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External quality assessment for mutation detection in the BRCA1 and BRCA2 genes: EMQN's experience of 3 years

Mueller, CR; Kristoffersson, Ulf LU and Stoppa-Lyonnet, D (2004) In Annals of Oncology 15(Suppl. 1). p.14-17
Abstract
Background: The European Molecular Genetics Quality Network (EMQN) was formed in order to improve external quality assessment for molecular genetic testing in Europe. From 1999 to 2002 it received funding from the European Union under the Standards, Measurement and Testing programme (contract no. SMT4-CT98-7515). Since then, its maintenance has been supported through subscription of the participants, and it has been coordinated by the National Genetic Reference Laboratory at Manchester, UK (Rob Elles and Simon Patton; www.emqn.org). Materials and methods: Among other external quality assessment (EQA) schemes, EMQN has provided an EQA scheme for mutation detection in the breast cancer genes, BRCA1 and BRCA2, designed to cover the two... (More)
Background: The European Molecular Genetics Quality Network (EMQN) was formed in order to improve external quality assessment for molecular genetic testing in Europe. From 1999 to 2002 it received funding from the European Union under the Standards, Measurement and Testing programme (contract no. SMT4-CT98-7515). Since then, its maintenance has been supported through subscription of the participants, and it has been coordinated by the National Genetic Reference Laboratory at Manchester, UK (Rob Elles and Simon Patton; www.emqn.org). Materials and methods: Among other external quality assessment (EQA) schemes, EMQN has provided an EQA scheme for mutation detection in the breast cancer genes, BRCA1 and BRCA2, designed to cover the two important aspects of genetic testing: (i) genotyping and (ii) interpretation and reporting of results. The fourth full scheme was completed in 2003, with data evaluation pending for the 47 participants. Results: Analysis of genotyping data has pinpointed two main types of errors: (i) missing a mutation (in nine of the 17 false results a normal sequence was reported); and (ii) description of the observed sequence change by an incorrect nomenclature. Compared with the more technical process of genotyping, the writing of reports displayed a much wider variation between laboratories. Conclusions: From the reported data it is clear that external quality control should become an integral part of quality assessment in the laboratory, thus contributing to maintaining confidence in the reliability of genetic testing among patients and health professionals. (Less)
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author
organization
publishing date
type
Contribution to journal
publication status
published
subject
keywords
quality control, BRCA, genetic testing
in
Annals of Oncology
volume
15
issue
Suppl. 1
pages
14 - 17
publisher
Oxford University Press
external identifiers
  • wos:000223421000003
  • scopus:4444362996
ISSN
1569-8041
DOI
10.1093/annonc/mdh652
language
English
LU publication?
yes
id
d6b41584-e6d5-4a87-9105-01cc3a0b1f75 (old id 270656)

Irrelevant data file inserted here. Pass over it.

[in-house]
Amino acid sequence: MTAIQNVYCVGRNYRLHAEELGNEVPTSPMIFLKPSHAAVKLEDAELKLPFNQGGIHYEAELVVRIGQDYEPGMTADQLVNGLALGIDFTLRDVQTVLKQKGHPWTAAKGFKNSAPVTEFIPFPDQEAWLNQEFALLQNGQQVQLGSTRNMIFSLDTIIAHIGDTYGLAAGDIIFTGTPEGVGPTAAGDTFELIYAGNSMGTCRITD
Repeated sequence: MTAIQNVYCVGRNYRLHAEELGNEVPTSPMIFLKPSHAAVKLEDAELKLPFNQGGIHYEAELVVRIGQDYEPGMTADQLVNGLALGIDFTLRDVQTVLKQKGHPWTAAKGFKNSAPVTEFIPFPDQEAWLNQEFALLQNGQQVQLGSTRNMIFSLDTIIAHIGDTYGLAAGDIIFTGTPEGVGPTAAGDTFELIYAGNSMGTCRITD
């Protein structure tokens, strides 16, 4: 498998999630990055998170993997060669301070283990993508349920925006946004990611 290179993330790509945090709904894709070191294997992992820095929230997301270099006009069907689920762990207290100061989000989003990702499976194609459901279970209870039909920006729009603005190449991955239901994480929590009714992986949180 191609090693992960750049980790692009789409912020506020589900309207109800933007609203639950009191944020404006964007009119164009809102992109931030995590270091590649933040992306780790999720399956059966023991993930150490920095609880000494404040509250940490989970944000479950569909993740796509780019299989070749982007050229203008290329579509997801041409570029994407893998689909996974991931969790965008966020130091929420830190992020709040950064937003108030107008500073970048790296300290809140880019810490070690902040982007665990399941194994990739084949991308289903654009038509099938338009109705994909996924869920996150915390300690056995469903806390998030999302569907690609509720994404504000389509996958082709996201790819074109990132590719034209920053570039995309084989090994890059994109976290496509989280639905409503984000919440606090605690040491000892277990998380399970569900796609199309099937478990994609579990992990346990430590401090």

date added to LUP
2007-10-28 15:56:43
date last changed
2017-09-10 04:30:49
@article{d6b41584-e6d5-4a87-9105-01cc3a0b1f75,
  abstract     = {Background: The European Molecular Genetics Quality Network (EMQN) was formed in order to improve external quality assessment for molecular genetic testing in Europe. From 1999 to 2002 it received funding from the European Union under the Standards, Measurement and Testing programme (contract no. SMT4-CT98-7515). Since then, its maintenance has been supported through subscription of the participants, and it has been coordinated by the National Genetic Reference Laboratory at Manchester, UK (Rob Elles and Simon Patton; www.emqn.org). Materials and methods: Among other external quality assessment (EQA) schemes, EMQN has provided an EQA scheme for mutation detection in the breast cancer genes, BRCA1 and BRCA2, designed to cover the two important aspects of genetic testing: (i) genotyping and (ii) interpretation and reporting of results. The fourth full scheme was completed in 2003, with data evaluation pending for the 47 participants. Results: Analysis of genotyping data has pinpointed two main types of errors: (i) missing a mutation (in nine of the 17 false results a normal sequence was reported); and (ii) description of the observed sequence change by an incorrect nomenclature. Compared with the more technical process of genotyping, the writing of reports displayed a much wider variation between laboratories. Conclusions: From the reported data it is clear that external quality control should become an integral part of quality assessment in the laboratory, thus contributing to maintaining confidence in the reliability of genetic testing among patients and health professionals.},
  author       = {Mueller, CR and Kristoffersson, Ulf and Stoppa-Lyonnet, D},
  issn         = {1569-8041},
  keyword      = {quality control,BRCA,genetic testing},
  language     = {eng},
  number       = {Suppl. 1},
  pages        = {14--17},
  publisher    = {Oxford University Press},
  series       = {Annals of Oncology},
  title        = {External quality assessment for mutation detection in the BRCA1 and BRCA2 genes: EMQN's experience of 3 years},
  url          = {http://dx.doi.org/10.1093/annonc/mdh652},
  volume       = {15},
  year         = {2004},
}